14 thoughts on “Little Green Bags: True Business Sustainability

  1. Great video, makes a lot of good points. It really too bad they completely obliterate their credibility and undermine their premise by using Wal-Mart as a 'good' example. Simple research will easily show how Wal-Mart's sustainability practices are a joke and I can speak as an expert witness who worked with the company for four years to say the statements made about them in this video are a very poor example.

  2. Great idea. Now we should work on the hard evidence for companies´ management to move on towards 2.0 and 3.0 stages. A big challenge in emerging economies (LAtin Am for instance) where business strategies are yet in the stalled in cost-cutting approach for competitive advantage. I think the rght term to use is strategic positioning!  (and let's talk about the consequences of the 0.0 model: Enron, General Motors, etc.

  3. A lot of hot air/ hype here and the selected examples are bad examples; they just use such hype for their image, they earn a lot via dumping, globaliztion and more dumping.

  4. A good explanation of the narrow viewpoints prevalent in business today. Businesses have a great opportunity to address societal challenges. Not far from HSG and on a small scale, at Home Hotel (in Arosa Switzerland) we are trying to do just that. We are eager to learn from/with others (especially in the hospitality industry) and would look forward to hearing from like-minded individuals. Get in touch on www.home-hotel.ch. Thanks for the great video.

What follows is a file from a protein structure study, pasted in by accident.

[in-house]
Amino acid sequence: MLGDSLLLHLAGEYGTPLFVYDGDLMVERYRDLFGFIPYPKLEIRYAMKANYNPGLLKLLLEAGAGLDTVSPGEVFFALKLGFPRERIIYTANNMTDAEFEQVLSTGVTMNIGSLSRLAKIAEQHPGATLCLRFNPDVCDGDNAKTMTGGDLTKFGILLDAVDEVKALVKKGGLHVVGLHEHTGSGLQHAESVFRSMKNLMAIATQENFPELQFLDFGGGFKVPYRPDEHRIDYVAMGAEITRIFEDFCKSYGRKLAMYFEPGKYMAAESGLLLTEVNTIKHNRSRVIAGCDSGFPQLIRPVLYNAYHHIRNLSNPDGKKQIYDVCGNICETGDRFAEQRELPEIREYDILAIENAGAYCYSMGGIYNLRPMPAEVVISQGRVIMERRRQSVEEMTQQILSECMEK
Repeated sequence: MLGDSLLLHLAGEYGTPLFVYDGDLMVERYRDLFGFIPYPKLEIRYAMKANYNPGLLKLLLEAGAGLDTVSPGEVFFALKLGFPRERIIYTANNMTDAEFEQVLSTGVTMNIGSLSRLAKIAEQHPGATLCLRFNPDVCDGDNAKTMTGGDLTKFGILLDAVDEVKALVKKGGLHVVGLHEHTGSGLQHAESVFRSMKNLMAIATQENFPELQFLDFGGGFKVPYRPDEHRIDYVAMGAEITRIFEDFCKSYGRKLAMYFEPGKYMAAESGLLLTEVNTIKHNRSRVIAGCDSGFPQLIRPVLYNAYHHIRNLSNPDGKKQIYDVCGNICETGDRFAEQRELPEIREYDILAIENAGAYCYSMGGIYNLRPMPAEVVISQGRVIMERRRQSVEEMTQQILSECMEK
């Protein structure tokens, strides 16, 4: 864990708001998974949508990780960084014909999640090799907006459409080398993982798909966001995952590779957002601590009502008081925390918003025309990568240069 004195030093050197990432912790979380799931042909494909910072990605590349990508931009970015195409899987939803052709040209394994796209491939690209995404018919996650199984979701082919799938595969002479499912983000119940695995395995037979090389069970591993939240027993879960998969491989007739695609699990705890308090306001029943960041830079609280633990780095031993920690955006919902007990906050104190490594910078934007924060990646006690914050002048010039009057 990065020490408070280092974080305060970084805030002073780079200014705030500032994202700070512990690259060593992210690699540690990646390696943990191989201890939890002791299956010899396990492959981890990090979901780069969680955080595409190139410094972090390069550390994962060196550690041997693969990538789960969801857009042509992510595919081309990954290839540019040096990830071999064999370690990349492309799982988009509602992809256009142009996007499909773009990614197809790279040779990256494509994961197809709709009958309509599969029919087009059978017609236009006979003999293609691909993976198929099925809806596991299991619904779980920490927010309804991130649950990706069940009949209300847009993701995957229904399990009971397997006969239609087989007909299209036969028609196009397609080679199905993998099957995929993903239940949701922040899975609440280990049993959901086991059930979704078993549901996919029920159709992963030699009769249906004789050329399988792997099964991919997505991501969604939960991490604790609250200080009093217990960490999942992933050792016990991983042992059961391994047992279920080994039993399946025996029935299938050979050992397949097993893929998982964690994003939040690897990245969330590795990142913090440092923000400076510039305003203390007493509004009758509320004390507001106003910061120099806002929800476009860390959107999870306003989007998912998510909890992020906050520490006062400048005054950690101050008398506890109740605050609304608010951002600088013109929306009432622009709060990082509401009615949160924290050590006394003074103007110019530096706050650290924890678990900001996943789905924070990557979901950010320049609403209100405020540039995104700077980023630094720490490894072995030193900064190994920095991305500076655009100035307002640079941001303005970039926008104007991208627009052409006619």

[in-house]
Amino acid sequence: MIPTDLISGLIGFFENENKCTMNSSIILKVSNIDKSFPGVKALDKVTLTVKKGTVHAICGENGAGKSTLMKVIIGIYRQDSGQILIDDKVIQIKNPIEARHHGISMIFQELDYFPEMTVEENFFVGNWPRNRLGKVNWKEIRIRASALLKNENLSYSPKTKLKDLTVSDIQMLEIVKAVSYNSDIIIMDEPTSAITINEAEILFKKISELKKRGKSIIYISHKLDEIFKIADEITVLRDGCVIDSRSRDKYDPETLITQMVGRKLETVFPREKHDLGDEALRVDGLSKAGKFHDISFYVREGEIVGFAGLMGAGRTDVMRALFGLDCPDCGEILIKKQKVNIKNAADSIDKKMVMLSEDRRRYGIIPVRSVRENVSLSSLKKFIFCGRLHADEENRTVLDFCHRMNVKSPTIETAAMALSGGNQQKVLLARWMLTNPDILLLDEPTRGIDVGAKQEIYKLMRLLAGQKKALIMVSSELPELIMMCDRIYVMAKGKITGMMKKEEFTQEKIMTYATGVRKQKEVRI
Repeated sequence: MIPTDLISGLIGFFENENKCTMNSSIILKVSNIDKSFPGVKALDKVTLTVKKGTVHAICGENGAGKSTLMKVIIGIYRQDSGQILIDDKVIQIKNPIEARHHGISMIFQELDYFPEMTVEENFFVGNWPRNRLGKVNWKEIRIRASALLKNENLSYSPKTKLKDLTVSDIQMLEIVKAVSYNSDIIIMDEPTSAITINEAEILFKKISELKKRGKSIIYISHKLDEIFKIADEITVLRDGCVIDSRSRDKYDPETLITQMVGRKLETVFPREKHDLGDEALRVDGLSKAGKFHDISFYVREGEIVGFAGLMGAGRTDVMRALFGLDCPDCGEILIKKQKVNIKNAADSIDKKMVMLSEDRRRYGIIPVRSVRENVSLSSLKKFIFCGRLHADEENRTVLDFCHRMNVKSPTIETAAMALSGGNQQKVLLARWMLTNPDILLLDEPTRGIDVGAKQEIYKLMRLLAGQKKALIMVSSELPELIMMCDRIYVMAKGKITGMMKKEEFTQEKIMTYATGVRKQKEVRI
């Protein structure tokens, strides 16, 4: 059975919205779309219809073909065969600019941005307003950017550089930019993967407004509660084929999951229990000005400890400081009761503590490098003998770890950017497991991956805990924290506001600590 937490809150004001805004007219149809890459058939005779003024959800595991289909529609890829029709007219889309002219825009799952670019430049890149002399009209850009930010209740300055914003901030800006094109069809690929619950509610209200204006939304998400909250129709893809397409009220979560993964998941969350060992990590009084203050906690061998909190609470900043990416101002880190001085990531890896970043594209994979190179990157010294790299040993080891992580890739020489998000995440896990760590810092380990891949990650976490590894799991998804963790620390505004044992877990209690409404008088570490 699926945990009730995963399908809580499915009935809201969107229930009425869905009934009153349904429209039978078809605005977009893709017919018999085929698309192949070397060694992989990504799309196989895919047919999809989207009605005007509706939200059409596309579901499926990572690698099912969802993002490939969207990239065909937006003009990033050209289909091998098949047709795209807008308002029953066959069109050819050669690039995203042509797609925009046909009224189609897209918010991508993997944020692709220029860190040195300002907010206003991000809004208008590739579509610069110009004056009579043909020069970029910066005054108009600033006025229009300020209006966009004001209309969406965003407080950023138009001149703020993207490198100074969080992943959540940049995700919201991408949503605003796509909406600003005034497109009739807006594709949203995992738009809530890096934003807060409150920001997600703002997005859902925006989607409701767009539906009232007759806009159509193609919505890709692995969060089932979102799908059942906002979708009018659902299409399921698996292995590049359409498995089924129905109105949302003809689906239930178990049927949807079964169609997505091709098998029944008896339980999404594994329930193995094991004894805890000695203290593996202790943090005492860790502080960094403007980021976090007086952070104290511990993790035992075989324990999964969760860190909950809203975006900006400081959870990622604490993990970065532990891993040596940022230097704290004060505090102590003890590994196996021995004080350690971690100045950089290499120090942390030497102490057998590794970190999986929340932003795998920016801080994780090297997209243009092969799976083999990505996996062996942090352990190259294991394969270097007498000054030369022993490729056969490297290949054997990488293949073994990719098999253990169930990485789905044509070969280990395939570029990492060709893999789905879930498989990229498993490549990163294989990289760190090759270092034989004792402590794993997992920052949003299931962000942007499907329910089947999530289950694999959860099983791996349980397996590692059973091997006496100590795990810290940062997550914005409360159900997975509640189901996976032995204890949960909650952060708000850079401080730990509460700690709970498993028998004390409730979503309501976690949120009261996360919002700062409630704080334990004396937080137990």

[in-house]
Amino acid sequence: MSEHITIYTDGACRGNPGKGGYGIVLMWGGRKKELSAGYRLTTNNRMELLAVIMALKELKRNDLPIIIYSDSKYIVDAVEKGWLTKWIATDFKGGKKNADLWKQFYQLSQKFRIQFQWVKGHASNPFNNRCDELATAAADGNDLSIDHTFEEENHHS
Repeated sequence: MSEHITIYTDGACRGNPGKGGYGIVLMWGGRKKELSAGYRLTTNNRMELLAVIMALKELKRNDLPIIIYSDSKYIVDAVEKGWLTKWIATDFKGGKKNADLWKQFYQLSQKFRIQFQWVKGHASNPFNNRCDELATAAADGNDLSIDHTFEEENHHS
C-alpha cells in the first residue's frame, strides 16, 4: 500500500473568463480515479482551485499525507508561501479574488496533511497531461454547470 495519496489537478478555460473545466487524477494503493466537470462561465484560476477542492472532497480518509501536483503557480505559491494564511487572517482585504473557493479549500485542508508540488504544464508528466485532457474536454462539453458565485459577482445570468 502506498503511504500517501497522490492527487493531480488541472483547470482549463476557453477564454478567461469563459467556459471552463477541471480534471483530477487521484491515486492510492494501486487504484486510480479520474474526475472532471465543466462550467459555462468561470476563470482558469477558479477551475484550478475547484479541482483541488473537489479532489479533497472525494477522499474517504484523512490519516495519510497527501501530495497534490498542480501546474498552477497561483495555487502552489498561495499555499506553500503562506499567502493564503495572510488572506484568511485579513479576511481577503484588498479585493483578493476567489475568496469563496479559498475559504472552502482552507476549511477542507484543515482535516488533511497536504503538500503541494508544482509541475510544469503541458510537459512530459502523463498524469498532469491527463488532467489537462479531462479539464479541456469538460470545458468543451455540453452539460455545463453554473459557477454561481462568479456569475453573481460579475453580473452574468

5. Excellent video that can be used at many different levels. Thank you Katrin and Thomas and the whole team.

  6. Excellent! The challenge is that moving from the inside-out view (Business Sustainability 0.0, 1.0, 2.0) to the outside-in view (3.0) requires a complete change in mindset. And there is no "we" to change "our" mindset. As Peter Drucker pointed put in in 1959, the dominant Western worldview is Cartesian. The notion that people are rational egoists pursuing their own preferences is a quintessential "inside-out" view. What is required is a more ecological/systems view and that change seems likely to take a large shock to the system…

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